July 14, 2016 - 04:07 pm Posted in Featured comments0 Comments

Introduction

In an effort to provide you with timely market feedback from the 2016 ASCO Annual Meeting, OBR and MDoutlook are pleased to share results from MDoutlook’s OncoPolls™ conducted immediately after the meeting. This report explores genitourinary (non-prostate) presentations concerning the use of checkpoint inhibitors as therapy for bladder cancer and new overall survival data for agents in kidney cancer.

OncoPoll™ Methodology

  • Primary research phase involved a global survey to verified and validated medical oncologists and multi-disciplinary physicians with an identified clinical interest in genitourinary cancers utilizing targeting parameters within the proprietary MDoutlook® global cancer treater panel
  • Timing: June 2016. Launched 4 days after close of 2016 American Society of Clinical Oncology (ASCO) Annual Meeting, held in Chicago, IL, June 3-7, 2016
  • Fielding to proprietary panel of cancer treaters, targeted by clinical interest
  • Data capture via interactive web-based survey instrument, utilizing proven MDoutlook methodology and proprietary technology
  • Links to discussed abstracts on the ASCO website were provided within the survey
  • Reponses at data collection: 89
  • Responses are from 20 countries: Argentina, Austria, Belgium, Brazil, Canada, Chile, France, Germany, Israel, Italy, Netherlands, Norway, Pakistan, Poland, South Africa, Spain, Sweden, Turkey, United Kingdom and US

OncoPoll_GU_Figure1

OncoPoll_GU_Figure2

OncoPoll_GU_Figure3

Key Conclusions

  • On a 0 – 5 scale of 0 = no awareness to 5 = very aware, clinicians have an above average awareness of these presentations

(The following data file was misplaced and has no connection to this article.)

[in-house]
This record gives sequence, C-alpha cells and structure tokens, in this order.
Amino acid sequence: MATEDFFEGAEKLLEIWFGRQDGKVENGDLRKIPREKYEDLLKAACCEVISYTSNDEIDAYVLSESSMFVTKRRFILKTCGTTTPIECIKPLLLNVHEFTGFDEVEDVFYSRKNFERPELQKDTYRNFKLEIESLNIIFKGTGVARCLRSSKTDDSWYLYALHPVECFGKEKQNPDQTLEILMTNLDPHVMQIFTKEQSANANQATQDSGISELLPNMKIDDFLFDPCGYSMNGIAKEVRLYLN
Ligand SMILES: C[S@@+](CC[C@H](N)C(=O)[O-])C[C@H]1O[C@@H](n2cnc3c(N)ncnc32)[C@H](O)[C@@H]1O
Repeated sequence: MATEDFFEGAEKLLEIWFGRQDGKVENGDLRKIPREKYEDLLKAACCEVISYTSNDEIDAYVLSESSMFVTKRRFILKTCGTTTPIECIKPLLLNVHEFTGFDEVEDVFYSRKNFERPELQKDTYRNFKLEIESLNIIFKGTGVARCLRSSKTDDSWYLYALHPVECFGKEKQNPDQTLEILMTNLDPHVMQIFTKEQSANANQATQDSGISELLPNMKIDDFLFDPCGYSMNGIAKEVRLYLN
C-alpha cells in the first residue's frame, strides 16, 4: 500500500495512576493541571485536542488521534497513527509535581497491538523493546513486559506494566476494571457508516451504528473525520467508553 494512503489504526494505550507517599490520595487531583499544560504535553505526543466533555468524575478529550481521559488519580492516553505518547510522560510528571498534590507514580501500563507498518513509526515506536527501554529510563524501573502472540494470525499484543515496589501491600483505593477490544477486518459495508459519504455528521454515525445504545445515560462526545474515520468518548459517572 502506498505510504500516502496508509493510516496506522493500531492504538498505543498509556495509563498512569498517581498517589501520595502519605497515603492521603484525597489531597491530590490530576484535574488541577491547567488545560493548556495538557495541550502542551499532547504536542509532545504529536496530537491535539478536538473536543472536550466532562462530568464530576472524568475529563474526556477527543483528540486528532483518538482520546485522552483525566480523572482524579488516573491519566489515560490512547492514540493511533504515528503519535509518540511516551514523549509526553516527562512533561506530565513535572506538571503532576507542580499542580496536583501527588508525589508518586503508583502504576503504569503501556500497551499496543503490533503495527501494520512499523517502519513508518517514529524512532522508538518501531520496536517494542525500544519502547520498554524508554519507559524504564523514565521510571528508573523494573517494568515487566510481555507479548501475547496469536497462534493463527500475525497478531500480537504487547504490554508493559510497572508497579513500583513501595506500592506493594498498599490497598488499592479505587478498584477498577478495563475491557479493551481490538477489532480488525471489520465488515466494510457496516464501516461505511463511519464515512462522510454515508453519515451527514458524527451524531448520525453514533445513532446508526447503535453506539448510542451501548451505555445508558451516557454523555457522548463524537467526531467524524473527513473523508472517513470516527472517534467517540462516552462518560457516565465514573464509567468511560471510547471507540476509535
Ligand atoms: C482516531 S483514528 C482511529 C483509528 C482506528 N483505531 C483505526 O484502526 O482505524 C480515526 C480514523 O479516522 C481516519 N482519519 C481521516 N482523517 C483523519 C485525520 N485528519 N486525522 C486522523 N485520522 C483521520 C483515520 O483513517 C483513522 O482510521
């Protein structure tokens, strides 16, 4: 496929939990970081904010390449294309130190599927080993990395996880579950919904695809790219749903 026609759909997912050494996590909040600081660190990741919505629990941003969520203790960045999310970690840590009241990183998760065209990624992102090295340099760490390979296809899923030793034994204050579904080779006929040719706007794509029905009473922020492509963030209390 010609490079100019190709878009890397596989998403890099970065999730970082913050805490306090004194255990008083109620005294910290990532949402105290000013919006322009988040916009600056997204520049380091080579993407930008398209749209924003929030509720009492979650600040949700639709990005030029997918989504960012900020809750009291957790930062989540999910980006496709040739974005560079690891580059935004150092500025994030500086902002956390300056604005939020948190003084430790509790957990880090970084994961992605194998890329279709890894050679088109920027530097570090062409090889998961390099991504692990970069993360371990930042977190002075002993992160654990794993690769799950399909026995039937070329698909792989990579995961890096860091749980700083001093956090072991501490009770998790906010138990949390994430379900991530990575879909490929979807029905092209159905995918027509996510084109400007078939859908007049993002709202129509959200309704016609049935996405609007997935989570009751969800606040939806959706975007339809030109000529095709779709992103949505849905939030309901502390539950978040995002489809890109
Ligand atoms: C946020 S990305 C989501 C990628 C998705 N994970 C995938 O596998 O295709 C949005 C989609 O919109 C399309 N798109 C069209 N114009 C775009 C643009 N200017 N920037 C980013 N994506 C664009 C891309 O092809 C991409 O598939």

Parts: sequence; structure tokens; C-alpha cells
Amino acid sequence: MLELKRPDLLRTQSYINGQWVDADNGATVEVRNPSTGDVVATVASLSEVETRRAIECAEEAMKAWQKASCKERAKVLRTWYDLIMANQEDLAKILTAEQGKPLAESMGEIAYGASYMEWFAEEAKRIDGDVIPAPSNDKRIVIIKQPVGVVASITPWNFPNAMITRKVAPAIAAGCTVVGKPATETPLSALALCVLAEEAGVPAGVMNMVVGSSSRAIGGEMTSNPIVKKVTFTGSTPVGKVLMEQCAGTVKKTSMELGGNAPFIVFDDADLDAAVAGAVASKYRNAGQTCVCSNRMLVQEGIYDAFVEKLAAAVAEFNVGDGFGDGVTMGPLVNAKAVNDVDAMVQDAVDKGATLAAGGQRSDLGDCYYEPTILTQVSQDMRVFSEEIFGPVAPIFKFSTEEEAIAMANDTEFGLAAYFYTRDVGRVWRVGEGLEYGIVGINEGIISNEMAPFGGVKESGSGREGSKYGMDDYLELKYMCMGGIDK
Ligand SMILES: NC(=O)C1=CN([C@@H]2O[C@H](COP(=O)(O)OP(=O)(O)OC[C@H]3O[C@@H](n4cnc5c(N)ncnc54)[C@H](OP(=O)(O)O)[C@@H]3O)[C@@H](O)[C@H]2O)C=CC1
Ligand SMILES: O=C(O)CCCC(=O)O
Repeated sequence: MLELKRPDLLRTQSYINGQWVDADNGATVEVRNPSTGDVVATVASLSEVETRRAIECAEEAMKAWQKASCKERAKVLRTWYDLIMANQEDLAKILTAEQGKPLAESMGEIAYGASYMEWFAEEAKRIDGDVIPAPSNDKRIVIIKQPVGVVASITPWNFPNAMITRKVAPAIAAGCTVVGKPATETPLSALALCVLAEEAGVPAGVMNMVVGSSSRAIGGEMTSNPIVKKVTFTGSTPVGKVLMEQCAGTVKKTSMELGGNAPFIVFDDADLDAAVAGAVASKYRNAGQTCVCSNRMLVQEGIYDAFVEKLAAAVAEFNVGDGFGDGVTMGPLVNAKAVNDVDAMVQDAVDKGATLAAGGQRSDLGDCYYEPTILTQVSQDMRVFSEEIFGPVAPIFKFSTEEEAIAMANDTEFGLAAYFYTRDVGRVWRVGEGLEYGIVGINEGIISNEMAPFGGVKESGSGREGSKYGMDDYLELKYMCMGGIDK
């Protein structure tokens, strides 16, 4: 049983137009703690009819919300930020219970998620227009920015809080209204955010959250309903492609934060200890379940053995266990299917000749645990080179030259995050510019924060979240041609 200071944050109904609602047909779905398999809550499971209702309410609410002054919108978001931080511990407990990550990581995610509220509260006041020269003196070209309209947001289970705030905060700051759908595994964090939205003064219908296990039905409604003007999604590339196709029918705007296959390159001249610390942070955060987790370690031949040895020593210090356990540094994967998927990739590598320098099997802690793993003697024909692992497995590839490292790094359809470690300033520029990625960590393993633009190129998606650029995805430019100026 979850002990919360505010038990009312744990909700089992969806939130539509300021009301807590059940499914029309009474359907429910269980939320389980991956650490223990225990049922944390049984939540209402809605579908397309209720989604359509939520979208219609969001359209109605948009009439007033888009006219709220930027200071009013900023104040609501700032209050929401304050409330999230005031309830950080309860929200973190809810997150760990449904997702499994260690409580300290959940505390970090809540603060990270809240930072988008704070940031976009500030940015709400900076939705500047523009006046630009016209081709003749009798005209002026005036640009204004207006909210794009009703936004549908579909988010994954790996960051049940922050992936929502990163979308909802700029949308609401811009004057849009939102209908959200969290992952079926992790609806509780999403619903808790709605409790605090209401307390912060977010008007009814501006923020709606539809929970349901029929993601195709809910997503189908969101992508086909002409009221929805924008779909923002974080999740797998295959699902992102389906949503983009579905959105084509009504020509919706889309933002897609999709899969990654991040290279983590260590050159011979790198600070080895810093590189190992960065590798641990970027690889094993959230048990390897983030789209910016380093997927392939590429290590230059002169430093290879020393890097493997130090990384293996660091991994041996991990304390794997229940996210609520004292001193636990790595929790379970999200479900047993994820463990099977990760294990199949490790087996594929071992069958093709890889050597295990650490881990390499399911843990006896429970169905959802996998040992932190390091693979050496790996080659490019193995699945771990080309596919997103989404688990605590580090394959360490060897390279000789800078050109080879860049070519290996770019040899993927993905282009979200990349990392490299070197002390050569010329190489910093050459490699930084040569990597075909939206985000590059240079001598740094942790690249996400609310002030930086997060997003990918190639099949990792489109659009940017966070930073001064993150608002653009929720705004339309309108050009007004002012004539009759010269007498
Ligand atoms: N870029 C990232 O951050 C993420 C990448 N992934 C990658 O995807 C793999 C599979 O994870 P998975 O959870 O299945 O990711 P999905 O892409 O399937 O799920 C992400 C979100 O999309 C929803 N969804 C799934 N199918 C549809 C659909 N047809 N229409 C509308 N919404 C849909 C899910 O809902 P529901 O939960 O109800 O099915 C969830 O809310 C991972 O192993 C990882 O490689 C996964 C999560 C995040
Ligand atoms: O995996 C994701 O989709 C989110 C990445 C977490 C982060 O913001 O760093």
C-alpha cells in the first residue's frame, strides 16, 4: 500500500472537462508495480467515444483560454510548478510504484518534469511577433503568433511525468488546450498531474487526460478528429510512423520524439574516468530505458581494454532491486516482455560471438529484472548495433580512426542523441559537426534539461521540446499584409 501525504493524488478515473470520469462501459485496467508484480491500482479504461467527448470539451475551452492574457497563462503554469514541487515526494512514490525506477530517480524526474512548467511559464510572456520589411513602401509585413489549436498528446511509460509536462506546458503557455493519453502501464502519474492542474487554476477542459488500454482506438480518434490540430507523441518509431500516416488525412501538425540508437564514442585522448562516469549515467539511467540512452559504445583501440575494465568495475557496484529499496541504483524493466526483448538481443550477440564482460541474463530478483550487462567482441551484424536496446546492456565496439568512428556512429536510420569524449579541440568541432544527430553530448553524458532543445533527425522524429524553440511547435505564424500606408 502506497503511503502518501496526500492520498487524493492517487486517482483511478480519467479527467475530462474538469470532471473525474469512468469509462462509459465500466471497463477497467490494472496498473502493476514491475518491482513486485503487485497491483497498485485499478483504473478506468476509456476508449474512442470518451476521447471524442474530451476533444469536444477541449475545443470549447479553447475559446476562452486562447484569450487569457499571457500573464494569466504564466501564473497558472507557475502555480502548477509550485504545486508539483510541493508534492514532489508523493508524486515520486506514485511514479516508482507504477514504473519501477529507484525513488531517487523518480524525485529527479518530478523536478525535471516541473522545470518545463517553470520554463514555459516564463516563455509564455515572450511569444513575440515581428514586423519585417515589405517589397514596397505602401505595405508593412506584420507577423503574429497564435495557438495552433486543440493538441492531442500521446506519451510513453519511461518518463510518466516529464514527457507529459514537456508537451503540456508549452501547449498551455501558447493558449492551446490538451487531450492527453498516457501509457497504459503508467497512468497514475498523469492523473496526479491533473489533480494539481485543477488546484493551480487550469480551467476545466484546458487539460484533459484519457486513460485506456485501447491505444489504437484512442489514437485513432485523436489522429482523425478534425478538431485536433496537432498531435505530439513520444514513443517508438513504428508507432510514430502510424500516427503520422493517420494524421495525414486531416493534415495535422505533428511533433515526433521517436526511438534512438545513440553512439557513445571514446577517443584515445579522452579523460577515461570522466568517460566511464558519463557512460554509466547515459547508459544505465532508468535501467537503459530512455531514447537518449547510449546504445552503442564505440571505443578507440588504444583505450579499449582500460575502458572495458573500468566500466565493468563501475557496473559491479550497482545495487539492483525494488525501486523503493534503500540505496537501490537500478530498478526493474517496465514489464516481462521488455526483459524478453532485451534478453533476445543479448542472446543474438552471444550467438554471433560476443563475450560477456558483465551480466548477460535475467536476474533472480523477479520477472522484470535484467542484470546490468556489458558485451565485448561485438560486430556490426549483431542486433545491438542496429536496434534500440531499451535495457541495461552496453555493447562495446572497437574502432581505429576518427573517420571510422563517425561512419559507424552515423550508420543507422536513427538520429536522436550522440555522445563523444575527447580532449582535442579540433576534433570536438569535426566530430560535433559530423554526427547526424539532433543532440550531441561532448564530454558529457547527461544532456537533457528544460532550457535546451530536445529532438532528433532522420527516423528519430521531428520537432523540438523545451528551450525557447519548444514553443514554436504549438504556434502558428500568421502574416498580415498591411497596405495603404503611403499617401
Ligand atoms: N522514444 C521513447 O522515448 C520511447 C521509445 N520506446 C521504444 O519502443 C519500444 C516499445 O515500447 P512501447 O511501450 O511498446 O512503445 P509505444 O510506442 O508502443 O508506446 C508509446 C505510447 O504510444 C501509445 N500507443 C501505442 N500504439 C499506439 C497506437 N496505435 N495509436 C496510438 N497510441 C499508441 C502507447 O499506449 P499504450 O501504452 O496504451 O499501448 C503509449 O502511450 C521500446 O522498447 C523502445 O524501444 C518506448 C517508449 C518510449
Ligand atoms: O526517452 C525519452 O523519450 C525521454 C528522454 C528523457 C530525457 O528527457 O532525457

• A general higher level of awareness is seen by those in the US (~0.5-0.7 higher ratings)
    • The awareness about durvalumab was somewhat lacking compared to the other antibodies
  • Clinical impact, also rated on a 0 – 5 scale of 0 = no impact at all to 5 = very important, for these agents in general are seen as very clinically meaningful
    • US oncologists assign a higher importance to these agents than those outside of the US
    • In total, a slightly higher level of importance is seen for 2nd+ line than in 1st line
    • Both awareness and assigned importance is greater for those who attended the meeting than those who did not (not shown)
  • In a follow-up question, we asked if participants had used atezolizumab for urinary cancer in their practices yet (outside of clinical trials); 40% of US respondents say they had, compared to 11% of those outside of the US

OncoPoll_GU_Figure4

OncoPoll_GU_Figure5

Key Conclusions

  • On the same 0 – 5 scale, there is an above average level awareness about these presentations in the US, while awareness outside of the US is about average
    • No meaningful differences in awareness between these two abstracts
    • Much higher level of awareness among the attendees (3.8-3.9) compared to those who did not attend (2.7-2.8)
  • US oncologists view both of these presentations as very clinically important. Those outside of the US view these as less important and the nivolumab data as more important than the Meteor data
    • More importance (over a full point difference) was assigned to both presentations by the attendees than with the non-attendees (not shown)

Conclusions: Immediate Impact of 2016 ASCO Presentations on Clinical Practice for Bladder and Kidney Cancer

  • All of these studies highlight the importance of the ASCO Annual Meeting to the entire global oncology community – awareness of these presentations are high and can occur quite quickly even for those who did not attend
  • The importance of these presentations suggest that integration of these results into clinical practice will happen in relatively short order, especially since most of these agents are already widely available and in use

For a more detailed analysis report, please click here to download the full report.

Submitted by Robert Stephan, VP, Research and Physician Society, and Jan Heybroek, President MDoutlook.